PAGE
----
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Tuesday, November 8, 2011

Getting Chickens Ready for Winter Part 1

It's that time of the year. Zombies and vampires have been roaming the streets. Turkeys have lost most of their hope and have reached the "acceptance" step of the 5 stages of grief as they approach their demise. Santa is gaining weight getting ready for his 2011 Holiday tour. It's also time to consider what you are going to do to get your chickens ready for winter.

First things first. Most chickens will be OK in the cold winter. My Swedish ancestors had chickens and I think it gets cold there. Chickens have been raised and bred to withstand cold. You don't need to do a lot to protect them. If you wonder whether or not your chickens are going to survive check out your breeds and their hardiness here.

So why do we need to help them during the winter. It takes energy to stay warm and survive. We have found that by taking a few measures we can help them stay warm, which in turn gives them more energy to make eggs. It doesn't take much to keep your egg production decent throughout the winter wonderland. The next two articles will cover some of the things to keep your chickens laying.

Check Your Chicken Coop

Your chicken coop needs to keep your chickens dry. When it rains in the fall I go out to the chicken coop to see if there is any water leaking into the coop. If there is, I note where it is and then fix the roof on a dry fall day. Her I am replacing shingles on the roof last weekend. Check the walls for openings or weakness. Essentially you want to batten down the hatches.
reshingling the roof
Another coop issue that a lot of people don't think of is ventilation. You need to keep moisture out of your coop, but at the same time let moisture escape. Chickens create moisture. Your chicken coop can't be an airtight box. Make sure you allow for some airflow in the coop through windows or natural openings. We cover all of our openings with chicken wire.


Bedding is important during the winter. It helps your chickens insulate themselves when they nest, and it absorbs moisture and smells. We prefer to use pine shavings for our chicken nesting boxes. We can get a huge bale of pine shavings at the local feed store for about $12. We spread it out in the lay boxes and on the ground of the coop.

Nesting box with pine shavings
You can also use hay or straw as bedding. This is another cheap way to line your coop. In our previous home, Marisa and I noticed that a lot of the neighbors would decorate their porch with straw bales during the fall. Since we lived in suburbia, they had no use for the bales once they were done using them for decorations. We were able to get them for free and rarely had to buy any. Both the shavings and hay break down through the winter. As they decompose they will add some heat to your coop to keep the chickens more comfortable.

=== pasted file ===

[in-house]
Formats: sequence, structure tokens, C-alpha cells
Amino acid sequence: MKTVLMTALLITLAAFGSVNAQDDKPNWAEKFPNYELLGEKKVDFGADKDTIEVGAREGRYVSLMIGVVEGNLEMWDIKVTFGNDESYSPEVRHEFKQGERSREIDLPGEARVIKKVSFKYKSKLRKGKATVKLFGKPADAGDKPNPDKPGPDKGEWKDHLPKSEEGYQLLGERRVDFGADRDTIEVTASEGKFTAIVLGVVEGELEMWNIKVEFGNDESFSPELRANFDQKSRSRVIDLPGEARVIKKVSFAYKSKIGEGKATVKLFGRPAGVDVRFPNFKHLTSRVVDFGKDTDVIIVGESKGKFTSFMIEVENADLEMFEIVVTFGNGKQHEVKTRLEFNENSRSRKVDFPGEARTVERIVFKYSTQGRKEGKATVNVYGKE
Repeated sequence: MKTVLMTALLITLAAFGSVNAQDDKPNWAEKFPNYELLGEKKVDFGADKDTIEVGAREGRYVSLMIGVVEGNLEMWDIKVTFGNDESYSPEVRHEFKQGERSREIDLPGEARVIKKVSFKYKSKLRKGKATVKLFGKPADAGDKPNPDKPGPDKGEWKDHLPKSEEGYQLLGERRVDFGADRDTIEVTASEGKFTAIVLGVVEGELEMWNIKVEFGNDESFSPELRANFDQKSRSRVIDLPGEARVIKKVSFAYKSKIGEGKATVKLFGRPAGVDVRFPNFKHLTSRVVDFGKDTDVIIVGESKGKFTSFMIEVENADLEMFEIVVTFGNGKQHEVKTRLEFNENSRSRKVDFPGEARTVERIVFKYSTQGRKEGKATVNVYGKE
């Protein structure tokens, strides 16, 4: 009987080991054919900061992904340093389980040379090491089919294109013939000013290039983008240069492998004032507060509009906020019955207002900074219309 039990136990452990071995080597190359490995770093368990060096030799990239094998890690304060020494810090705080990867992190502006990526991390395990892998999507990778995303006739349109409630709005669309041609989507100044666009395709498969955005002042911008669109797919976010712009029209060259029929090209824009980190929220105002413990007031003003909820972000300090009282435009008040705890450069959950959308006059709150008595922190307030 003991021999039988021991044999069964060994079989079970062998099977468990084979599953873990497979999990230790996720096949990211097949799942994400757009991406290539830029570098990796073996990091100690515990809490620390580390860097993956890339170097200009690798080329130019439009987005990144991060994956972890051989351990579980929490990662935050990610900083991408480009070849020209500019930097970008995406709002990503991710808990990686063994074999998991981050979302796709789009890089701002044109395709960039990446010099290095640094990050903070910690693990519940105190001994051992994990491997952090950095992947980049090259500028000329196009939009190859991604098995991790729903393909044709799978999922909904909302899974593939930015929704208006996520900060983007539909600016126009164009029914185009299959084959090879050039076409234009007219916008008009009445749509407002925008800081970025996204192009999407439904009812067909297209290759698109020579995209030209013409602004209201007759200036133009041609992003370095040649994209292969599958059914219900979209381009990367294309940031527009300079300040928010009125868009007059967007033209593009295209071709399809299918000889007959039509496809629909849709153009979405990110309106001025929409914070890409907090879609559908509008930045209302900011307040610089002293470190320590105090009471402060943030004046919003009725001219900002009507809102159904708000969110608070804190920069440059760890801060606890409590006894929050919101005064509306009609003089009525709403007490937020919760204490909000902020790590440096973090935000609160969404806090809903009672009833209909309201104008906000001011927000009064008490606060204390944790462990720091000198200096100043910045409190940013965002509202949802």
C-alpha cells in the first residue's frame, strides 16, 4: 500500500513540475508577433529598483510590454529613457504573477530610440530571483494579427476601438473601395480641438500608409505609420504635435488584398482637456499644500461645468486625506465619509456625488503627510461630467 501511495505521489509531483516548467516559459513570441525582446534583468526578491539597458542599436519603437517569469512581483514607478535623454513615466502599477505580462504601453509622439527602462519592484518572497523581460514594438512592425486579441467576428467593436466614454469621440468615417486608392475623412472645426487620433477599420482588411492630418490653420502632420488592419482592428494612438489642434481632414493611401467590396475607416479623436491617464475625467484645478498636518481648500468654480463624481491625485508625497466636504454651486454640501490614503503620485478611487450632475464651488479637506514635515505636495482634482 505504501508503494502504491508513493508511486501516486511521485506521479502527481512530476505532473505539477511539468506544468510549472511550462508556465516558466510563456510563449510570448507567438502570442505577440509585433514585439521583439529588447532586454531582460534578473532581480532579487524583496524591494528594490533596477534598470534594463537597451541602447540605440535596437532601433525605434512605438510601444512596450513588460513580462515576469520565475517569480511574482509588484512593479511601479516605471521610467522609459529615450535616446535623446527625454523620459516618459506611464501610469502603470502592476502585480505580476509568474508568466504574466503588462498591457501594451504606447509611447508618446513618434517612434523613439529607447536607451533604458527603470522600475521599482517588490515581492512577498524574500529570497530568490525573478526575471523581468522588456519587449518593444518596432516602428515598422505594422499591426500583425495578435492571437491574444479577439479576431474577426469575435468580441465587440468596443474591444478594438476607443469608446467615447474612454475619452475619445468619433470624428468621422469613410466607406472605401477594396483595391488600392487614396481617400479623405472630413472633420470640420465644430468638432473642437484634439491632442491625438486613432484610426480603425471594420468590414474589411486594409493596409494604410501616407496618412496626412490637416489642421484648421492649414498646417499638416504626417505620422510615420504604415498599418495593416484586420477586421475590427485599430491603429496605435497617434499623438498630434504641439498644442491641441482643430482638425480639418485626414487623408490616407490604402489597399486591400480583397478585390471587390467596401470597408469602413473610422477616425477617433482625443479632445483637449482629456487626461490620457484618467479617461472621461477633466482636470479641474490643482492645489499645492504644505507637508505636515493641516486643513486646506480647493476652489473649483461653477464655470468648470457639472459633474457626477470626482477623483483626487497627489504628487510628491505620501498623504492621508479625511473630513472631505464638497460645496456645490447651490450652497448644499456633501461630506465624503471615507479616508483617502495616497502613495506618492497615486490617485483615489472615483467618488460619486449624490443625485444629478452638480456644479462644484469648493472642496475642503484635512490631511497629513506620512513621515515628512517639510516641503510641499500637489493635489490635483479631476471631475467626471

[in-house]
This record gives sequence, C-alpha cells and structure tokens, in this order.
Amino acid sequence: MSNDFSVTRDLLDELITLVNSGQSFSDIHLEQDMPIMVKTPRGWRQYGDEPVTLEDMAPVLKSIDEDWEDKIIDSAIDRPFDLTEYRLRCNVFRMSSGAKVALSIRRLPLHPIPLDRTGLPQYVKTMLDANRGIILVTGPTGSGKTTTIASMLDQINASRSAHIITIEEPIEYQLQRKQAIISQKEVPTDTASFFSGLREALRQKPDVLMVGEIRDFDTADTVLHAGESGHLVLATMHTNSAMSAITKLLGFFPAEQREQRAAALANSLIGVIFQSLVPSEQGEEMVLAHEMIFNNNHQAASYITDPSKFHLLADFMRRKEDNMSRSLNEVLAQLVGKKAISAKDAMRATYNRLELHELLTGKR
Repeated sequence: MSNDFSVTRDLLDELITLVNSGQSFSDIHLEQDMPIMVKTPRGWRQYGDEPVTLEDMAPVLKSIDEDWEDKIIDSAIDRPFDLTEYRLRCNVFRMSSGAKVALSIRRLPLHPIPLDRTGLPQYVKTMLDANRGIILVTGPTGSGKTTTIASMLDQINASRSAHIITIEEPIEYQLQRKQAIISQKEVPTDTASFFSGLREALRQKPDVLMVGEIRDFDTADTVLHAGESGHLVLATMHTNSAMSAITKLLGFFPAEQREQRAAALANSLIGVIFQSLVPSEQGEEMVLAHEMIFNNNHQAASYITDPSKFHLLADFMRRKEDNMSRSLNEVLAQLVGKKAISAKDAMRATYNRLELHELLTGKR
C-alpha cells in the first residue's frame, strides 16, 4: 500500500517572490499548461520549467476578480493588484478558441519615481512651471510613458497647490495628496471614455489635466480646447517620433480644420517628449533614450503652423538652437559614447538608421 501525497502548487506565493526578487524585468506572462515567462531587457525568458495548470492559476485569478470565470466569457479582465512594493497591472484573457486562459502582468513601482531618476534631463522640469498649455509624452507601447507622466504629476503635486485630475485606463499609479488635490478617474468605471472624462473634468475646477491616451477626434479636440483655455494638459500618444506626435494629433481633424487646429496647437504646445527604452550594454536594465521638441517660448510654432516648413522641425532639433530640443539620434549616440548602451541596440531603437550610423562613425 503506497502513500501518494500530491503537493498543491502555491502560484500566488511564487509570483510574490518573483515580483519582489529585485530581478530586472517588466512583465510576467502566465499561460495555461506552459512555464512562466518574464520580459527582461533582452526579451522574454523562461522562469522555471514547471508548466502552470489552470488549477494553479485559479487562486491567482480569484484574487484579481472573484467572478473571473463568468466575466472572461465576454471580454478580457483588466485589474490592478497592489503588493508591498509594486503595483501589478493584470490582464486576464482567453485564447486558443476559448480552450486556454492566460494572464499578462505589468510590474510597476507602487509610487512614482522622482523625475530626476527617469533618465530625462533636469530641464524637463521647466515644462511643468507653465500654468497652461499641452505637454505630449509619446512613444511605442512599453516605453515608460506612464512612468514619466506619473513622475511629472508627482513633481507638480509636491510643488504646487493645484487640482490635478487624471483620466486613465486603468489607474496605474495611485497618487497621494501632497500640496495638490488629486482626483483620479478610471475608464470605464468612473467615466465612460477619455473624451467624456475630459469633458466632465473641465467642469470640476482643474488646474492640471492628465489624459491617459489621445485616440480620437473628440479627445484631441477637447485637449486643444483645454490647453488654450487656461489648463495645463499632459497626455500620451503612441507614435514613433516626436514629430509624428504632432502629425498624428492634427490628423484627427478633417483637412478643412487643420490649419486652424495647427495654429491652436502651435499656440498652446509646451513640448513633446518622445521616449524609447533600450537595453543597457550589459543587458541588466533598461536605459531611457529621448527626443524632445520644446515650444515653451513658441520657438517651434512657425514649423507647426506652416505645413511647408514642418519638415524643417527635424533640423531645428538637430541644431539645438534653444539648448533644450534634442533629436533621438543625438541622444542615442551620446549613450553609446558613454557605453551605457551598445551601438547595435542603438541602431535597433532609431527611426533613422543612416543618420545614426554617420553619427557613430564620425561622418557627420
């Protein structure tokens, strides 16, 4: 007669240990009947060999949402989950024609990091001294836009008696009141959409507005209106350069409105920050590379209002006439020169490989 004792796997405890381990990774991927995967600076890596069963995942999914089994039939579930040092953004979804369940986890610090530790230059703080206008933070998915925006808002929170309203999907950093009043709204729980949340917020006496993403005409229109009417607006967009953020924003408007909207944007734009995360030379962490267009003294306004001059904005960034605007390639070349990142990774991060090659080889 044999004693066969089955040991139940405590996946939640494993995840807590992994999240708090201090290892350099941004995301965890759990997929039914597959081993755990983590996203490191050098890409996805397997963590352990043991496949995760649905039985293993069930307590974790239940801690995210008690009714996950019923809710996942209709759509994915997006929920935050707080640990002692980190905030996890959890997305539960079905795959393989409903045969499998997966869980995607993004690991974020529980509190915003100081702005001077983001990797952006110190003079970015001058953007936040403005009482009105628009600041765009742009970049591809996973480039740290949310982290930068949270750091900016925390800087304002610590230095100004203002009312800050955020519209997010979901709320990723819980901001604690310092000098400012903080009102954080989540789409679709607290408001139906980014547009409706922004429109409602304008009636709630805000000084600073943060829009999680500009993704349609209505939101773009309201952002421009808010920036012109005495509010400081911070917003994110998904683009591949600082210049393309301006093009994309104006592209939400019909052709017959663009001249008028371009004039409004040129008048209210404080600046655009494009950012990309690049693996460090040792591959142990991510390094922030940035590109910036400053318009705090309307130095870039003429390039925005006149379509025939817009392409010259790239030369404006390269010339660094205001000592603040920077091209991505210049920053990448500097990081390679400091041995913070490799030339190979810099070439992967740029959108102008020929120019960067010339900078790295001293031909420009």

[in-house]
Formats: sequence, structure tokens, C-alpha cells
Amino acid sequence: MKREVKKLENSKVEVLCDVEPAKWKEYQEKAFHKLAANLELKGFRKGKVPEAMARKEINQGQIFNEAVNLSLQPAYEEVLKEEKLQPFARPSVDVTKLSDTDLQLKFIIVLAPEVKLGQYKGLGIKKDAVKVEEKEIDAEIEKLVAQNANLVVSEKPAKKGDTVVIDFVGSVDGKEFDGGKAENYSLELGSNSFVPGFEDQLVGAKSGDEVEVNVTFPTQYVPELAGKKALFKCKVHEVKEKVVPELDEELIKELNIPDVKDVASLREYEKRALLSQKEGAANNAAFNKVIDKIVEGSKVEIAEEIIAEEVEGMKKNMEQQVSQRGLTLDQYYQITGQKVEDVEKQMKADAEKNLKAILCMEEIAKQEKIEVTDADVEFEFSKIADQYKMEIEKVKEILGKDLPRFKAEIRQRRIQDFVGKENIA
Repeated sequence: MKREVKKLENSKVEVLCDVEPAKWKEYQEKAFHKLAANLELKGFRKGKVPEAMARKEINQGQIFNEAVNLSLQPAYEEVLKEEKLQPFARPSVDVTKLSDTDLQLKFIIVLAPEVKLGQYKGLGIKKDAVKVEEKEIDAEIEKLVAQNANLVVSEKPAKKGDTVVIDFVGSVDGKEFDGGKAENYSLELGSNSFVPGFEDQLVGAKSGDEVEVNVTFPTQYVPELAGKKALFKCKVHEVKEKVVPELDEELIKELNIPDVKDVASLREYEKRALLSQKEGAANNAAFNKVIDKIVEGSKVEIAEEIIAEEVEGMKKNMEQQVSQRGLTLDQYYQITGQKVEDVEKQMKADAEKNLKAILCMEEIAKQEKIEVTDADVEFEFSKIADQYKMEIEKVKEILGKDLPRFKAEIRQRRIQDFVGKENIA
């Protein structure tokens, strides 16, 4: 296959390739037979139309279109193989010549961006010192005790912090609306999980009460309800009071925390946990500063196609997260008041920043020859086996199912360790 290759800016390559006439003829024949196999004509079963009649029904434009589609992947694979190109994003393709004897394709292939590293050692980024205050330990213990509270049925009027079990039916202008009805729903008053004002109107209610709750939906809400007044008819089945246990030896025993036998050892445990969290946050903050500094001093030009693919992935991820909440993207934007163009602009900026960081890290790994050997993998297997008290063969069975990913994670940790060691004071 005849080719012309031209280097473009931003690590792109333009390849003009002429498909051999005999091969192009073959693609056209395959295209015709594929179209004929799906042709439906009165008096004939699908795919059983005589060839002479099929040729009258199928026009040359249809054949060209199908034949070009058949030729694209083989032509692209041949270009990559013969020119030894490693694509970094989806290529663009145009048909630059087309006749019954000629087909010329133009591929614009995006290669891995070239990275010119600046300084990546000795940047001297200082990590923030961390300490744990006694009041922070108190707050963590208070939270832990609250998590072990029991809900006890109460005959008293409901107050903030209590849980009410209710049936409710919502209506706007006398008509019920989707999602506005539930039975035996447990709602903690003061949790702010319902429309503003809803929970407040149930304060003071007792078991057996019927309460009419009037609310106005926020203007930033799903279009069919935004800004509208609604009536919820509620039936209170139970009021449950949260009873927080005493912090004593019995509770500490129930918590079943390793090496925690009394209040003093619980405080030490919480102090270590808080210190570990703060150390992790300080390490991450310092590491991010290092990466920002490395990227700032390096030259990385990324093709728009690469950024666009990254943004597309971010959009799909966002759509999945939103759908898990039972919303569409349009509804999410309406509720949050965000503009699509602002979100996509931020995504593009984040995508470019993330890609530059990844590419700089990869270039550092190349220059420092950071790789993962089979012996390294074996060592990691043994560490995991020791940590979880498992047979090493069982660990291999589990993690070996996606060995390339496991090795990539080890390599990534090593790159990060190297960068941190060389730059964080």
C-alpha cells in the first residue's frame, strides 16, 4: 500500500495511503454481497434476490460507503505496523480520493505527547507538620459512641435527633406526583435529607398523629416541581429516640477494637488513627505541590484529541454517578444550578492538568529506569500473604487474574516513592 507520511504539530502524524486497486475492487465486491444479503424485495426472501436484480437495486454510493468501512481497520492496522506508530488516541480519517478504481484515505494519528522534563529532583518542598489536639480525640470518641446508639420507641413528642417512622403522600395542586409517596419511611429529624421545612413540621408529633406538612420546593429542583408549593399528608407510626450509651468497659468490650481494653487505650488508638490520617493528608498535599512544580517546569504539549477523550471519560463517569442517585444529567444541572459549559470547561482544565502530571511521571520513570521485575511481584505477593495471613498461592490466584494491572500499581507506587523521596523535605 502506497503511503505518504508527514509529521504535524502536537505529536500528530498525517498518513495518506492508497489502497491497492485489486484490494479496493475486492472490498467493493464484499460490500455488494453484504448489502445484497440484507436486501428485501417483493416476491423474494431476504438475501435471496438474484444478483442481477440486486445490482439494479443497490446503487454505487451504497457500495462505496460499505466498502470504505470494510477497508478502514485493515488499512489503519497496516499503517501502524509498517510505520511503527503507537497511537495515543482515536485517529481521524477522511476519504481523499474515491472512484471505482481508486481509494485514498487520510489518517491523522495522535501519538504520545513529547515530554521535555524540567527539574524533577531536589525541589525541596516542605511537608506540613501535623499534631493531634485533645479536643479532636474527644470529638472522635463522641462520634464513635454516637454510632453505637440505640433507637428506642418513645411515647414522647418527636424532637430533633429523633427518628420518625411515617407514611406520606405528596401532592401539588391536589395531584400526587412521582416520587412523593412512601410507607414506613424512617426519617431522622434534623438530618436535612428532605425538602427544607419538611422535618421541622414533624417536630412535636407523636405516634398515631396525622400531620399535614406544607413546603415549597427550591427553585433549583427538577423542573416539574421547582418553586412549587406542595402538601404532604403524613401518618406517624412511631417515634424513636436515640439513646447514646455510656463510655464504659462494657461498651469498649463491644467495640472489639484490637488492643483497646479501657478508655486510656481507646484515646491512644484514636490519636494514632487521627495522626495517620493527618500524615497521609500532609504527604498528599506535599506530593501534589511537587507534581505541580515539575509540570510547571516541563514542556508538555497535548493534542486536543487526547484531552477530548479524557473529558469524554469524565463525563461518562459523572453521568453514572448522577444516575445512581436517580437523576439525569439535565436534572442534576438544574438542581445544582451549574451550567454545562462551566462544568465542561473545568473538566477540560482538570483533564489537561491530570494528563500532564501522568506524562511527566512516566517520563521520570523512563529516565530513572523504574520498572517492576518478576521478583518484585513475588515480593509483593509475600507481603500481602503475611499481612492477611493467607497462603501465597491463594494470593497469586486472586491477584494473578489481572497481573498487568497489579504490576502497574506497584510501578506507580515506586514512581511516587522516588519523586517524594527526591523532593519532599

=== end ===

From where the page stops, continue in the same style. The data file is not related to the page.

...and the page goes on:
We also shred our junk mail, and bills that don't have a lot of ink in them and put it in the coop mixed with the straw and shavings. Its is additional insulation, and it breaks down enough once we put it in our compost pile that we are able to use the junk mail to grow vegetables.

Our next article will talk about additional things to do for your chickens, including what we have found to be the most important in helping chickens deal with the cold, a heat lamp.



nancy said...

we just gave our coop a good cleaning and this weekend we are reshingling the coops. I have never heard of the shreaded mail for nesting boxes before good tip. Thank you

brooke said...

How often in the winter do you scoop out the coop and put in all fresh bedding? Basically - how dirty is too dirty?

Anonymous said...

Do you use artificial light in the winter months to keep your egg production up? We had chosen to let nature run it's cycle but I'd love to hear other people's opinions.

Victoria Williams said...

I like the idea of adding shredded paper to the nesting boxes. Good tip.

Mike said...

Brooke: We clean out the nesting boxes every month or so. We have a dirt floor so we just add pine shavings to the floor throughout the winter and then shovel it out when it thaws in the spring.

Girl Rural: We don't use artificial light but I have heard it works really well. It might be something we have to do.

Stoney Acres said...

Thanks for a great post. We live up in Salt Lake County so your advice fits in well for us. I hope you don't mind but I added a link to this post from my blog so that some of my readers could read your post.